Researchers identified several of these asteroids and said that they are easier to reach than the Moon. Most of these near-Earth objects (NEOs) are relatively small, but at least two dozen of them contain enough water to fill 320,000 Olympics-size swimming pools, which is more than the amount of water estimated to be found on the Moon. Also, because the asteroids are smaller, they exert less gravity than Earth. This means it’ll be easier for a spacecraft to land and liftoff from these rocks.
If scientists can figure out how to mine for water on these asteroids, it would mean a free and ready source of fuel that can spur the creation of a new generation of satellites. Asteroid mining can also boost human space exploration and even become a profitable business.
“If such a supply line could be established, it could make asteroid mining very profitable,” said lead author Andrew Rivkin, an asteroid researcher at Johns Hopkins University Applied Physics Laboratory in Maryland.
However, asteroid mining is not without its drawbacks and there’s some concern that it can potentially ruin the economy.
More than 5,200 of the objects launched into space are still in orbit today, according to the United Nations Office for Outer Space Affairs. Some of them continue to function but most of them no longer serve any purpose. Being able to refuel would allow satellites to function for much longer and should help drastically reduce space junk in the long run.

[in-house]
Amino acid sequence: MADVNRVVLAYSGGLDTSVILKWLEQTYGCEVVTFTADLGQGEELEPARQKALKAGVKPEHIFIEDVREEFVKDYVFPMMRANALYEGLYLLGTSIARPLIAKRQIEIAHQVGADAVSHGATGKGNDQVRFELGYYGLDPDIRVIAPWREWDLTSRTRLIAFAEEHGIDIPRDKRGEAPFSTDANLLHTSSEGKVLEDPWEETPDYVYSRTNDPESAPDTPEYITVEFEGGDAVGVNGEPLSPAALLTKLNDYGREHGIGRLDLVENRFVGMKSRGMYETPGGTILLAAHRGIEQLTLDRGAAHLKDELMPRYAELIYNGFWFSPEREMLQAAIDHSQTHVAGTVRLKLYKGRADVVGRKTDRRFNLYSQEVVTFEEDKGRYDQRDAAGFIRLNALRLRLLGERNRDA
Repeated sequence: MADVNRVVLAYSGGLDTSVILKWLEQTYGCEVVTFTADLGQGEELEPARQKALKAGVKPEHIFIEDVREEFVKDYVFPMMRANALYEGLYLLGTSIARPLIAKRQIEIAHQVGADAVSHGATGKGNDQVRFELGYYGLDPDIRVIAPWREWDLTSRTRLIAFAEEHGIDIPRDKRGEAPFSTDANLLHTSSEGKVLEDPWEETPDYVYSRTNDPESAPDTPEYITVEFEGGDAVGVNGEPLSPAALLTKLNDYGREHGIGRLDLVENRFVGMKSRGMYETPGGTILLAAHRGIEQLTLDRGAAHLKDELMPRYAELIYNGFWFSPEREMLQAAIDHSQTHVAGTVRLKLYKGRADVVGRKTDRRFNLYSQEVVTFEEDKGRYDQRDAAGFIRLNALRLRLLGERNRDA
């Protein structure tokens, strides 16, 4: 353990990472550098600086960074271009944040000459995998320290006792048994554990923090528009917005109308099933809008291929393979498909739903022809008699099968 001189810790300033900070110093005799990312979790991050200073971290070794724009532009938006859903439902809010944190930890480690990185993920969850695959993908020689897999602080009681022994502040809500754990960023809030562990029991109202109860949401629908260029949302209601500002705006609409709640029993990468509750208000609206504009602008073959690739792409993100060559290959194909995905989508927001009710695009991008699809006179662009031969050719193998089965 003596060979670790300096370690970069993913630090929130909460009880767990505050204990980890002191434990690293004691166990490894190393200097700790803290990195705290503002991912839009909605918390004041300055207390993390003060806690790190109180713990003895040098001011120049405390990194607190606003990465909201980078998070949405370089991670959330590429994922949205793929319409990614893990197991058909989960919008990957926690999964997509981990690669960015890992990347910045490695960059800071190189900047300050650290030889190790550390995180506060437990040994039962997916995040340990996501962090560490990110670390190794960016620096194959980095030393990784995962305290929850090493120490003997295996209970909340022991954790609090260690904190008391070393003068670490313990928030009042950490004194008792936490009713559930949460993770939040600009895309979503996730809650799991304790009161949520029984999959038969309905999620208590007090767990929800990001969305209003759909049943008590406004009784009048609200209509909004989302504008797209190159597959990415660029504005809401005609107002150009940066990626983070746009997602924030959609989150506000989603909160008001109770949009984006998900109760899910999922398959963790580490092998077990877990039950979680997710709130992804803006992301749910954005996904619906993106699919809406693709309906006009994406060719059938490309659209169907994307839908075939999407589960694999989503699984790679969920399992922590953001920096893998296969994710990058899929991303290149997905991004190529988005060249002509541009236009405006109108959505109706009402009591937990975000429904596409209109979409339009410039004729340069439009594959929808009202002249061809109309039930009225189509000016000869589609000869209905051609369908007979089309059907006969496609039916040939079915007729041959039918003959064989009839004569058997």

For the study, the researchers concentrated on a class of space rocks called Ch asteroids. These carry telltale signs of oxidized iron observed only on asteroids with signatures of water-rich minerals. Based on recent data, the team found that there are about 26 to 80 large Ch asteroids that potentially contain water.
They also estimated that there are as many as 1,050 smaller objects, roughly 300 feet wide, that may be lingering near Earth. These NEOs may be smaller and yield less water but their lower gravity will require less fuel to lift off from. Rivkin said that companies will likely target the largest accessible asteroids first as they’re likely more cost-effective than a large number of smaller objects. Miners will also have to decide between high-yield large asteroids that might turn out to be dry and safer bets, such as the Ch asteroids, said Rivkin.
While space mining can address the rapidly dwindling resources on Earth, it can also have catastrophic effects on the economy.
Rare-earth minerals found on Earth are valuable precisely because they’re rare. If companies are able to dig up enormous amounts of these minerals, commodity prices can drop dramatically, tanking the economy.
However, some experts have argued that the few companies to succeed in space mining will likely hold back their supply in order to meet the demand, which means rare-earth minerals will remain valuable. Even so, space mining can widen the class divide as only a few people have the resources to access space. Therefore, should space mining become profitable, its benefits could end up mostly concentrated among a few people.
As more companies express their interest in mining space, these considerations become even more important in order to secure humanity’s future and prevent economic collapse.
Space.news has more on the feasibility of space mining and its drawbacks.